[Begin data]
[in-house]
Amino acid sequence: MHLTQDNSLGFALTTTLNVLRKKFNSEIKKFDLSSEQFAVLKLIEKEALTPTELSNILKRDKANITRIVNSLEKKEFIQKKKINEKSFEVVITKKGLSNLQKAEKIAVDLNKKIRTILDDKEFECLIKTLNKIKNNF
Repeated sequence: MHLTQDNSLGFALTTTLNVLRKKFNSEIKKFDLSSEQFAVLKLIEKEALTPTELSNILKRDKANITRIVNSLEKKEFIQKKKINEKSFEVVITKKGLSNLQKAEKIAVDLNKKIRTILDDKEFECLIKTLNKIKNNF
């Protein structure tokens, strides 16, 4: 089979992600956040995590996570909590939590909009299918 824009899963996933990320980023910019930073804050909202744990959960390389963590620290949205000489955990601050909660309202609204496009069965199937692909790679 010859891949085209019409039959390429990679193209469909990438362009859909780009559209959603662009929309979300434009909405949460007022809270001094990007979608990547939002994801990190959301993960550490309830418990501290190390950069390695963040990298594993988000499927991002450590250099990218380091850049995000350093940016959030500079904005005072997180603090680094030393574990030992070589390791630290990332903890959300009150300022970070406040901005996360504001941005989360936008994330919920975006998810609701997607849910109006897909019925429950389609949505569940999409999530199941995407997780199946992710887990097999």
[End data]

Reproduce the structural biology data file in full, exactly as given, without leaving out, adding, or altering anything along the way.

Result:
[in-house]
Amino acid sequence: MHLTQDNSLGFALTTTLNVLRKKFNSEIKKFDLSSEQFAVLKLIEKEALTPTELSNILKRDKANITRIVNSLEKKEFIQKKKINEKSFEVVITKKGLSNLQKAEKIAVDLNKKIRTILDDKEFECLIKTLNKIKNNF
Repeated sequence: MHLTQDNSLGFALTTTLNVLRKKFNSEIKKFDLSSEQFAVLKLIEKEALTPTELSNILKRDKANITRIVNSLEKKEFIQKKKINEKSFEVVITKKGLSNLQKAEKIAVDLNKKIRTILDDKEFECLIKTLNKIKNNF
């Protein structure tokens, strides 16, 4: 089979992600956040995590996570909590939590909009299918 824009899963996933990320980023910019930073804050909202744990959960390389963590620290949205000489955990601050909660309202609204496009069965199937692909790679 010859891949085209019409039959390429990679193209469909990438362009859909780009559209959603662009929309979300434009909405949460007022809270001094990007979608990547939002994801990190959301993960550490309830418990501290190390950069390695963040990298594993988000499927991002450590250099990218380091850049995000350093940016959030500079904005005072997180603090680094030393574990030992070589390791630290990332903890959300009150300022970070406040901005996360504001941005989360936008994330919920975006998810609701997607849910109006897909019925429950389609949505569940999409999530199941995407997780199946992710887990097999």